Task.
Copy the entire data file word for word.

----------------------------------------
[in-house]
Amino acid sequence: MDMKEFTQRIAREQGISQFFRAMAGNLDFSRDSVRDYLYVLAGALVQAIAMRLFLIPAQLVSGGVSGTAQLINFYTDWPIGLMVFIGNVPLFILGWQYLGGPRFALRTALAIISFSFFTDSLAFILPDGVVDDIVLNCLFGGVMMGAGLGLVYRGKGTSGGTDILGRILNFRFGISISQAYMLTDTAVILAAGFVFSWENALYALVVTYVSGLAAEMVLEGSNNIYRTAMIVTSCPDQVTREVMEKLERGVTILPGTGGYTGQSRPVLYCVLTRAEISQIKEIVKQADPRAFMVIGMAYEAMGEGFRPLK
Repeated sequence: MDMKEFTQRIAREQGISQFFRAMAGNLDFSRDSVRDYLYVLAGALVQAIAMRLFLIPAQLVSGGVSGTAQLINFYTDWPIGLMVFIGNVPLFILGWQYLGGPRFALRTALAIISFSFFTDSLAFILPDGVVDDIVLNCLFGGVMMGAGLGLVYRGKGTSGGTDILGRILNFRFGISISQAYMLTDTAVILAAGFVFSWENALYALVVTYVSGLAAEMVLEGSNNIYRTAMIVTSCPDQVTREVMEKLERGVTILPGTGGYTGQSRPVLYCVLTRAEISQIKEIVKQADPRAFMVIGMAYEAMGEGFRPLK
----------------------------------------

[in-house]
Amino acid sequence: MDMKEFTQRIAREQGISQFFRAMAGNLDFSRDSVRDYLYVLAGALVQAIAMRLFLIPAQLVSGGVSGTAQLINFYTDWPIGLMVFIGNVPLFILGWQYLGGPRFALRTALAIISFSFFTDSLAFILPDGVVDDIVLNCLFGGVMMGAGLGLVYRGKGTSGGTDILGRILNFRFGISISQAYMLTDTAVILAAGFVFSWENALYALVVTYVSGLAAEMVLEGSNNIYRTAMIVTSCPDQVTREVMEKLERGVTILPGTGGYTGQSRPVLYCVLTRAEISQIKEIVKQADPRAFMVIGMAYEAMGEGFRPLK
Repeated sequence: MDMKEFTQRIAREQGISQFFRAMAGNLDFSRDSVRDYLYVLAGALVQAIAMRLFLIPAQLVSGGVSGTAQLINFYTDWPIGLMVFIGNVPLFILGWQYLGGPRFALRTALAIISFSFFTDSLAFILPDGVVDDIVLNCLFGGVMMGAGLGLVYRGKGTSGGTDILGRILNFRFGISISQAYMLTDTAVILAAGFVFSWENALYALVVTYVSGLAAEMVLEGSNNIYRTAMIVTSCPDQVTREVMEKLERGVTILPGTGGYTGQSRPVLYCVLTRAEISQIKEIVKQADPRAFMVIGMAYEAMGEGFRPLK